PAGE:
The small sport-utility-vehicle category is a tough-as-nails arena with every player looking for the edge. That’s certainly the case with Hyundai, which has readied a whole new Santa Fe for battle.
The original, launched for 2001, caught many by surprise with its array of standard and optional features, combined with a standout design and pencil-sharp price-point. The fact that more than 440,000 of these Koreanmade models found homes proves that Hyundai was right on the money with the Santa Fe. Now a second-generation version has reached dealer showrooms and not a moment too soon.
The latest trend in entry-level sport-utility vehicles is providing seven-passenger seating, and for good reason. Hyundai’s own research shows that 40 percent of all sport-ute shoppers want the ability, no matter how occasional, to bring along more than five people on their outings.
With the company’s recently reconstituted Tucson already performing well in the compact five-passenger sport segment, the logical step was to create a larger and more lavishly appointed model that makes room for three rows of seats.
The new California-designed and Alabama-built Santa Fe is therefore seven inches longer, two inches taller and about 1.5 inches wider than the outgoing model. The result, of course, is more cargo and passenger capacity, especially with the optional 50/50 split-folding third seat for two. Although it might appear cramped in back, Hyundai claims there’s more rear legroom in the Santa Fe than even some of its pricier competitors, including the Acura MDX, Volvo XC90 and Honda Pilot. When not in use, either or both sides of the split bench can be folded flat into the floor for increased stowage space.
All this is built on a unique Santa Fe platform that’s more rigid, the result of which, according to Hyundai is improved ride and handling characteristics. Less road noise entering the cabin at highway speeds is also a claimed side benefit. Then there’s the allnew suspension that reduces the turning radius by one foot.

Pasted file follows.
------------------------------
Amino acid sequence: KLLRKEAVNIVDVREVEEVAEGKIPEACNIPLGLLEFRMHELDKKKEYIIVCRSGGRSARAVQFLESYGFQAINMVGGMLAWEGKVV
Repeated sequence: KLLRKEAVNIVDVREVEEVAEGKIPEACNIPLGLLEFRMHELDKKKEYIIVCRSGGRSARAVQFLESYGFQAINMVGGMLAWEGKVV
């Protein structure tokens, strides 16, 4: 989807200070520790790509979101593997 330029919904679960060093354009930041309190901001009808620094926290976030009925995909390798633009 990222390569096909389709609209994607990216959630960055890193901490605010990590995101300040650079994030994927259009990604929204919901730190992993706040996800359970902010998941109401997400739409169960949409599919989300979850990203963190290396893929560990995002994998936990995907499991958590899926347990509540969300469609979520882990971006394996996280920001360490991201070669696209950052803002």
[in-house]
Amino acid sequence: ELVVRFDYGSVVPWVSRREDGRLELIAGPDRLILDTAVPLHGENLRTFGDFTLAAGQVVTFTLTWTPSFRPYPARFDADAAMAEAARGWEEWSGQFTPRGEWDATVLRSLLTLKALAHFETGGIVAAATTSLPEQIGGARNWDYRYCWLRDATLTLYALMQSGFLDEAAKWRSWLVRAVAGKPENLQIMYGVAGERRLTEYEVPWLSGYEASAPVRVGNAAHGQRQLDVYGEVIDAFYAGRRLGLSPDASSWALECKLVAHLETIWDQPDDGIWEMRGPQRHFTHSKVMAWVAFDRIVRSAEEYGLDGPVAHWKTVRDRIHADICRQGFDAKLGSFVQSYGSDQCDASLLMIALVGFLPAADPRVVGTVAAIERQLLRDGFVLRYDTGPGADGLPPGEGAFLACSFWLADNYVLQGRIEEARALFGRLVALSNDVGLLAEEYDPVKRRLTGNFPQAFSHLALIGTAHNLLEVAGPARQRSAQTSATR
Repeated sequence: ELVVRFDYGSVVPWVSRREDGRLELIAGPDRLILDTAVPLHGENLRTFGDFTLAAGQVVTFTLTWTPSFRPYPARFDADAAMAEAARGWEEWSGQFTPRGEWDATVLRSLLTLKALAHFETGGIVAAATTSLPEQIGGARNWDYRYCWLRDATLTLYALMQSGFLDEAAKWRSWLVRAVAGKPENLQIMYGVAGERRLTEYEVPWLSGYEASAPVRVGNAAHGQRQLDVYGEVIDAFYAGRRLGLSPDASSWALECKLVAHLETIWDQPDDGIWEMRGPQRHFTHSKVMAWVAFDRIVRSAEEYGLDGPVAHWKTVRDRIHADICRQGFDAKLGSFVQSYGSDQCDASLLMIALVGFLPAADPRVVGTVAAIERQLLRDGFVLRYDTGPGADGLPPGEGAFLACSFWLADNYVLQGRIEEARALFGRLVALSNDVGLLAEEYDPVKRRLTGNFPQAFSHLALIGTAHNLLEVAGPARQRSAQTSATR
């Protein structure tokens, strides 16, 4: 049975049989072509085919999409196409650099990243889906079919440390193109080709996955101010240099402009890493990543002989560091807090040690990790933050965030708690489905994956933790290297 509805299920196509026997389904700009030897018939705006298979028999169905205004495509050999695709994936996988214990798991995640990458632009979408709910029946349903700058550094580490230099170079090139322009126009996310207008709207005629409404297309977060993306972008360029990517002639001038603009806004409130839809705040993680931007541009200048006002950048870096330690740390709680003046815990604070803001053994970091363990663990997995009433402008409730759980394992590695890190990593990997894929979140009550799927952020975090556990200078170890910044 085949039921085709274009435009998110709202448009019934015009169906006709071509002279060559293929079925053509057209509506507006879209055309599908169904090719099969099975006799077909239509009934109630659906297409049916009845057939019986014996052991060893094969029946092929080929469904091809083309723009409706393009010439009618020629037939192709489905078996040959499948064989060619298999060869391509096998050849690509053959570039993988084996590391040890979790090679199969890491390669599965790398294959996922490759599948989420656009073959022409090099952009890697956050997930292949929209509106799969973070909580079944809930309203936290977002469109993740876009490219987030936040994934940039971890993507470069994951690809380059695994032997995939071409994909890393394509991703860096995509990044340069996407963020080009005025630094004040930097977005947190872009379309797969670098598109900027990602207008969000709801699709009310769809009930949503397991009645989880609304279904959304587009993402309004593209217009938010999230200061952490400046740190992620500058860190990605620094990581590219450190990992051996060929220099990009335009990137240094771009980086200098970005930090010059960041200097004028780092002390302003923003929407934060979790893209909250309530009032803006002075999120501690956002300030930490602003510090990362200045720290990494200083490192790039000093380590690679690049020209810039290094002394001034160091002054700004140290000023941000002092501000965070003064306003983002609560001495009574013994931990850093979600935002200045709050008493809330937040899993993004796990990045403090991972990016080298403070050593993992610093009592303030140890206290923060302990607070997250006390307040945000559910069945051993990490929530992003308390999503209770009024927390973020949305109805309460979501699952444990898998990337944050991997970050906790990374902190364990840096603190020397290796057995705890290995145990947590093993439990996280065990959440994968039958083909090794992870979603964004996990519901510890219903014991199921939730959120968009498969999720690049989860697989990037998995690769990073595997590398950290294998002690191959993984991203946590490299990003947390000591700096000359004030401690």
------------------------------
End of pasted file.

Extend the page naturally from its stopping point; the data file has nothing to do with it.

Curiously, the new Santa Fe appears similar to the latest Toyota RAV4, introduced for 2006, the new-for ’07 Mitsubishi Outlander and the Suzuki XL7. Although sized differently, all three feature prominent front fascias (combination grille/bumper/headlight pieces) with their lower portions designed to offer maximum ground clearance when hopping over bumps or negotiating rutted back roads.
Mechanically, though, the Santa Fe takes its own route. It’s the only one of the group to offer a five-speed manual transmission. This gearbox is found connected to the base 185-horsepower (up 15 from last year) 2.7-liter V6. A fourspeed automatic is optional.
Although smaller than last year’s optional 3.5-liter V6, a new 3.3-liter unit makes 42 more horses (for a total of 242) with the assistance of variable valve timing that extends the rev range — and maximum power — without sacrificing low-speed grunt. A fivespeed automatic transmission is your only pick with the 3.3.
Front-wheel drive is standard with either engine, but buyers might be tempted to purchase the all-wheel-drive system featuring a driver-selectable “lock” mode with a 50/50 torque split between the front and rear axles for maximum traction.
All Santa Fe models — GLS, SE and Limited — arrive with air conditioning, cruise control, keyless entry, 112-watt audio system and power locks, windows and heated outside mirrors. Also standard are six airbags, including side-impact and side-curtain protection, plus stability and traction control.
Moving up to the SE adds the 3.3-liter V6/five-speed automatic combo and larger 18-inch wheels, while the Limited brings you all that plus an upgrade to dual-zone climate control and heated front seats (including an eight-way power driver’s chair).
Factor in a $21,000 bargainbasement base price as well as Hyundai’s five-year/60,000-mile basic warranty and it’s apparent that while new dimension and size has been added to the Santa Fe, the value quotient hasn’t changed.